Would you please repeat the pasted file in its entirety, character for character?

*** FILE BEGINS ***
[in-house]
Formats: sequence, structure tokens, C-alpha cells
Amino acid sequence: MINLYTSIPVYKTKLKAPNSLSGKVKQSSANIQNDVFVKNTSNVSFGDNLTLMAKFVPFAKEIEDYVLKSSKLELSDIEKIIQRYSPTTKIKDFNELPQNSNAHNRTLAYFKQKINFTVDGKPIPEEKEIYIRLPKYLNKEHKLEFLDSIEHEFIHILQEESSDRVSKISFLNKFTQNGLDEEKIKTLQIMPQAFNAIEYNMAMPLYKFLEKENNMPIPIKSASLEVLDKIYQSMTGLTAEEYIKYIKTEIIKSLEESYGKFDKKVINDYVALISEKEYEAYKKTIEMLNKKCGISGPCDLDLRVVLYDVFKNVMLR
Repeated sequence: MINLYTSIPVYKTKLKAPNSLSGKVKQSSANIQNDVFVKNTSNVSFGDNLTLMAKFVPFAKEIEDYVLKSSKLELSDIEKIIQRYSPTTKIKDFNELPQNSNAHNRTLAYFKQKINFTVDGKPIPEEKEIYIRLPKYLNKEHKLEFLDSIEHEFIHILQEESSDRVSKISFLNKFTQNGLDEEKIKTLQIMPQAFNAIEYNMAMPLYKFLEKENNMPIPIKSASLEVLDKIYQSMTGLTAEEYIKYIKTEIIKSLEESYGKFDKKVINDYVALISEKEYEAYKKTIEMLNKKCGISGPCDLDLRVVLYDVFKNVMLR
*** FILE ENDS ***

[in-house]
Formats: sequence, structure tokens, C-alpha cells
Amino acid sequence: MINLYTSIPVYKTKLKAPNSLSGKVKQSSANIQNDVFVKNTSNVSFGDNLTLMAKFVPFAKEIEDYVLKSSKLELSDIEKIIQRYSPTTKIKDFNELPQNSNAHNRTLAYFKQKINFTVDGKPIPEEKEIYIRLPKYLNKEHKLEFLDSIEHEFIHILQEESSDRVSKISFLNKFTQNGLDEEKIKTLQIMPQAFNAIEYNMAMPLYKFLEKENNMPIPIKSASLEVLDKIYQSMTGLTAEEYIKYIKTEIIKSLEESYGKFDKKVINDYVALISEKEYEAYKKTIEMLNKKCGISGPCDLDLRVVLYDVFKNVMLR
Repeated sequence: MINLYTSIPVYKTKLKAPNSLSGKVKQSSANIQNDVFVKNTSNVSFGDNLTLMAKFVPFAKEIEDYVLKSSKLELSDIEKIIQRYSPTTKIKDFNELPQNSNAHNRTLAYFKQKINFTVDGKPIPEEKEIYIRLPKYLNKEHKLEFLDSIEHEFIHILQEESSDRVSKISFLNKFTQNGLDEEKIKTLQIMPQAFNAIEYNMAMPLYKFLEKENNMPIPIKSASLEVLDKIYQSMTGLTAEEYIKYIKTEIIKSLEESYGKFDKKVINDYVALISEKEYEAYKKTIEMLNKKCGISGPCDLDLRVVLYDVFKNVMLR